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The Federal Reserve, an institution I respect greatly as an information source, just came out with an analysis of America’s real manufacturing output, and though I hate to say it, it looks like the central bank has blown it.

According to the Fed’s release yesterday on June industrial production, “For the second quarter as a whole, manufacturing production rose at an annual rate of 6.7 percent….” That sounds great, of course, but it’s not what’s shown by the Fed’s data tables if I’m reading them correctly.

Second quarter manufacturing production covers the period from April through June, right? So we’re looking at the change from March to April, April to May, and May to June. The Fed’s data tables for manufacturing, using the North American Industry Classification System, show that manufacturing output expanded from the index number of 100.4178 in March to 101.3206 in June. (These figures aren’t actual production amounts, whether in value or volume terms, but production expressed using an index with the 2007 level representing 100.)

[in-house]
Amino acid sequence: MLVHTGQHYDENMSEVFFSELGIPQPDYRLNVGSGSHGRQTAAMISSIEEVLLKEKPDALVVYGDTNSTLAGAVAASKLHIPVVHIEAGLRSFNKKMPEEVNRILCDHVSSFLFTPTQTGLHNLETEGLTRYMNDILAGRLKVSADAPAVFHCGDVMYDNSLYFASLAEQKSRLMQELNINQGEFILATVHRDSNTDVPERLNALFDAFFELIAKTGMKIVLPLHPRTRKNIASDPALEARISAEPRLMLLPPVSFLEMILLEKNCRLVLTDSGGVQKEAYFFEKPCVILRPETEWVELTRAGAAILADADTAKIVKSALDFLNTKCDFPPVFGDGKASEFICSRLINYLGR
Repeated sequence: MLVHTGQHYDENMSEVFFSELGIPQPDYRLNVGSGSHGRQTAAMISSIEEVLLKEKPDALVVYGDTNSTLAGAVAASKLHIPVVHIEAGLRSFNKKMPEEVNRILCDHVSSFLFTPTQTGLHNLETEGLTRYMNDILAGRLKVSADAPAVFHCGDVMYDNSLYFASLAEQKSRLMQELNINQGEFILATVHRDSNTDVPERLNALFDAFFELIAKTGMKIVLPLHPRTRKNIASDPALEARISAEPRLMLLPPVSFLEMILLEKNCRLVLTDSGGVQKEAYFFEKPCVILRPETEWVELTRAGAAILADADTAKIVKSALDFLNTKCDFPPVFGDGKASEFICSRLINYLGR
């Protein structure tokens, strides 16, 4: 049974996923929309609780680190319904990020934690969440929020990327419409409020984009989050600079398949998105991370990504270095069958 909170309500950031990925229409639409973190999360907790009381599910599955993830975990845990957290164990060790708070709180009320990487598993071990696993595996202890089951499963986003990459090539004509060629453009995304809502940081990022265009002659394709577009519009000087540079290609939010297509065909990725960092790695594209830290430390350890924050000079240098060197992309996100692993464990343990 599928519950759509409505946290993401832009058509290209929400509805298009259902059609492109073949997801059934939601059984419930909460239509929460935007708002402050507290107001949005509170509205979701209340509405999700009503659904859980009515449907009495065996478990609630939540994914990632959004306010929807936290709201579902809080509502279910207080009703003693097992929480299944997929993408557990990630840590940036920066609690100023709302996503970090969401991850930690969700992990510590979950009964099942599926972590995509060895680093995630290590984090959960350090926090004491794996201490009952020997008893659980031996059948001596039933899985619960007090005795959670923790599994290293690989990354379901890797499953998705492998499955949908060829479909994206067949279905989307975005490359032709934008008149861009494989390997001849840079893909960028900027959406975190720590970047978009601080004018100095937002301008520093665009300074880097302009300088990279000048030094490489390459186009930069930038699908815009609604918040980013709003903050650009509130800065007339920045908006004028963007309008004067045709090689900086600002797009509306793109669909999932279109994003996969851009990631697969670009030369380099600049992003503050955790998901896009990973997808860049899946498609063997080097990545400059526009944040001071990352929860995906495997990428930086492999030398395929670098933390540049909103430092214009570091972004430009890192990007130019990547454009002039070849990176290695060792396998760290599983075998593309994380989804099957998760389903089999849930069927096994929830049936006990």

The way I was taught, to get the annualized growth rate for the quarter, you take the actual growth in percentage terms and multiply it by four. So 101.3206 minus 100.4178 equals 0.9028. You divide that by the 100.4178 March number and you get a (solid) 0.0899 percent quarterly growth rate. You then multiply that by four to get the quarter’s annualized growth rate (since there are four quarters in a year). The product: a shade under 3.60 percent. Again, that’s a nice number, but it’s not 6.70 percent. So “Washington, we seem to have a problem.”